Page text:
US consumers are facing the highest inflation in 40 years, and there is growing concern about a potential recession. That isn’t showing up in travel numbers, however.

The number of travelers going through airport checkpoints has recovered to nearly 95 percent of 2019 traffic, according to Transportation Security Administration figures for October. Travel industry officials say holiday travel might top pre-pandemic levels.

Airlines haven’t always done a good job handling the big crowds, even though they have been hiring workers to replace those who left after COVID-19 hit. 

The rates of canceled and delayed flights rose above pre-pandemic levels this summer, causing airlines to slow down plans to add more flights.

US airlines operated only 84 percent as many US flights as they did in October 2019, and plan about the same percentage in December, according to travel-data firm Cirium. 

On average, airlines are using bigger planes with more seats this year, which partly offsets the reduction in flights.

‘We are definitely seeing a lot of strength for the holidays,’ Andrew Nocella, United Airlines’ chief commercial officer, said on the company’s earnings call in October. 

‘We’re approaching the Thanksgiving timeframe, and our bookings are incredibly strong.’

Airline executives and Transportation Secretary Pete Buttigieg blamed each other for widespread flight problems over the summer. Airline CEOs say that after hiring more pilots and other workers, they are prepared for the holiday mob.

A traveler waits for a Singapore Airlines flight inside Tom Bradley International Terminal at Los Angeles International Airport (LAX) in Los Angeles, California. Airfares rose by 43 percent in October, year on year

A traveler waits for a Singapore Airlines flight inside Tom Bradley International Terminal at Los Angeles International Airport (LAX) in Los Angeles, California. Airfares rose by 43 percent in October, year on year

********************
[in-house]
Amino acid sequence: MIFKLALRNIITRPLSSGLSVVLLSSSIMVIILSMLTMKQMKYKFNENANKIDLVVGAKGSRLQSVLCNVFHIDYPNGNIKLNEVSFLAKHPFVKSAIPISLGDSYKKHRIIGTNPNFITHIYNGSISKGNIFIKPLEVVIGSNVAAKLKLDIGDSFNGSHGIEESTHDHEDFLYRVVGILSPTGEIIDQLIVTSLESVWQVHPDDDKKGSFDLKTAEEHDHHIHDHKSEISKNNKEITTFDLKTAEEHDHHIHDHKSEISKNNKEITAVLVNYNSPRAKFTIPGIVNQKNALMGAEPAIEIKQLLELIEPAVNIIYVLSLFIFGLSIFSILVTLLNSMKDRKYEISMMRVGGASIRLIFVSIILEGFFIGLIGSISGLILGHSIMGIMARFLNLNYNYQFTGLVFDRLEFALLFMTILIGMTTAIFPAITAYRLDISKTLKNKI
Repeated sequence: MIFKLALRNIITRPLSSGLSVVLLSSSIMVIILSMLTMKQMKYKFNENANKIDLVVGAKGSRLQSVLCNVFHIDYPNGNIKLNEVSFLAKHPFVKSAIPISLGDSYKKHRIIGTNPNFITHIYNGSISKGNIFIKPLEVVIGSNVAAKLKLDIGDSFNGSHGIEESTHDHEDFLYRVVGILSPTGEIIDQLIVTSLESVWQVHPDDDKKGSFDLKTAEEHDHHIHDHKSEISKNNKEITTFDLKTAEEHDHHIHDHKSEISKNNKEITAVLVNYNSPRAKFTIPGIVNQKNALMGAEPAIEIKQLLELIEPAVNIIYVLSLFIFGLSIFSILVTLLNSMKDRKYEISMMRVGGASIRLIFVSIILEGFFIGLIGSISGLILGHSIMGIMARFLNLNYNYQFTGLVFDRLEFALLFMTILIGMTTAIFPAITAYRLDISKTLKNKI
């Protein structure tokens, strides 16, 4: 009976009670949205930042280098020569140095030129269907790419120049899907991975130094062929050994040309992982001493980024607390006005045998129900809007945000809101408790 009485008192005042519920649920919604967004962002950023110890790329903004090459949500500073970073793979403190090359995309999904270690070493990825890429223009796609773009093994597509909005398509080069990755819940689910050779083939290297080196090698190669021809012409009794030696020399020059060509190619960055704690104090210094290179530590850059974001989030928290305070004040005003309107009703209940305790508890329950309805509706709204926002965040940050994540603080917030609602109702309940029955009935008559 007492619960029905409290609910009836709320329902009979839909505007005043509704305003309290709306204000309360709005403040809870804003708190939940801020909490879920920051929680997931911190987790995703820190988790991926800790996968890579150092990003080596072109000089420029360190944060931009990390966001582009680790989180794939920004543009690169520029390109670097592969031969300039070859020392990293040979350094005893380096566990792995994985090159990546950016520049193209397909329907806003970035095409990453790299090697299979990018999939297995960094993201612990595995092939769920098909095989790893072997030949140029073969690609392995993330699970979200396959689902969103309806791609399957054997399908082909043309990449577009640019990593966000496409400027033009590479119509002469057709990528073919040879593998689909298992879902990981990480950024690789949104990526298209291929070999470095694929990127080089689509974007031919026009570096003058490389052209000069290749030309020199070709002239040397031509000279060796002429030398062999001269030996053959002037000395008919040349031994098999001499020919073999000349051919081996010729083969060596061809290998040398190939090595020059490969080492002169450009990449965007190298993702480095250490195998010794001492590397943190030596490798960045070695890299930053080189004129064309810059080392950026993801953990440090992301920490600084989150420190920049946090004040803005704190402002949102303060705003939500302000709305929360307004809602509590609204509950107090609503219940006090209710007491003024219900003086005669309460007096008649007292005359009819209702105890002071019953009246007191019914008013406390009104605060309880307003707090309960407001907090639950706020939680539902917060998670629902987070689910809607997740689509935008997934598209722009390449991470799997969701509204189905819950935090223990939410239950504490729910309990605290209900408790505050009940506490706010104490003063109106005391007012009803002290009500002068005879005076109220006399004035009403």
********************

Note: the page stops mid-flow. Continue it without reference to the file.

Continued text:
Travel experts offer tips for saving money and avoiding getting stranded by a canceled flight, although the advice hasn’t changed much from previous years.

Be flexible about dates and even destinations, although that’s not possible when visiting grandma’s house. In a recent search, the cheapest flights from Los Angeles to New York around Christmas were on Christmas Eve and returning New Year’s Eve.

Look into discount airlines and alternate airports, but know that smaller airlines have fewer options for rebooking passengers after a flight is canceled.

Fly early in the day to lower your risk of a delay or cancellation. ‘If something goes wrong, it tends to progress throughout the day — it gets to be a domino effect,’ says Chuck Thackston, general manager of Airlines Reporting, an intermediary between airlines and travel agents.

There are plenty of theories on the best day of the week to book travel. Thackston says it’s Sunday because airlines know that’s when many price-conscious consumers are shopping, and carriers tailor offerings for them.

For the most part, airlines have dodged the accusations of price-gouging that have swirled around oil companies — which drew another rebuke this week from President Joe Biden — and other industries.

Accountable US, an advocacy group critical of corporations, linked airline delays and cancellations this summer to job cuts during the pandemic and poor treatment of workers. 

‘But generally, we would say the airline industry is not currently at the same level as big food, oil or retail in terms of gross profiteering,’ says Jeremy Funk, a spokesman for the group.

Brett Snyder, who runs a travel agency and writes the ‘Cranky Flier’ blog about air travel, says prices are high simply because flights are down from 2019 while demand is booming.

‘How is it gouging?’ Snyder asks. ‘They don’t want to go (take off) with empty seats, but they also don’t want to sell everything for a dollar. It’s basic economics.’

Travelers are sacrificing to hold down the cost of their trips.

Sheena Hale and her daughter, Krysta Pyle, woke up at 3 a.m. and left their northwestern Indiana home an hour later to make a 6:25 a.m. flight in Chicago last week.

‘We are exhausted,’ Hale said after the plane landed in Dallas, where Krysta was taking part in a cheer competition. ‘We started early because the early flights were much cheaper. Flights are way too expensive.’

They’re not going anywhere for Christmas.

‘We don’t have to travel. We’re staying home with family,’ Hale said.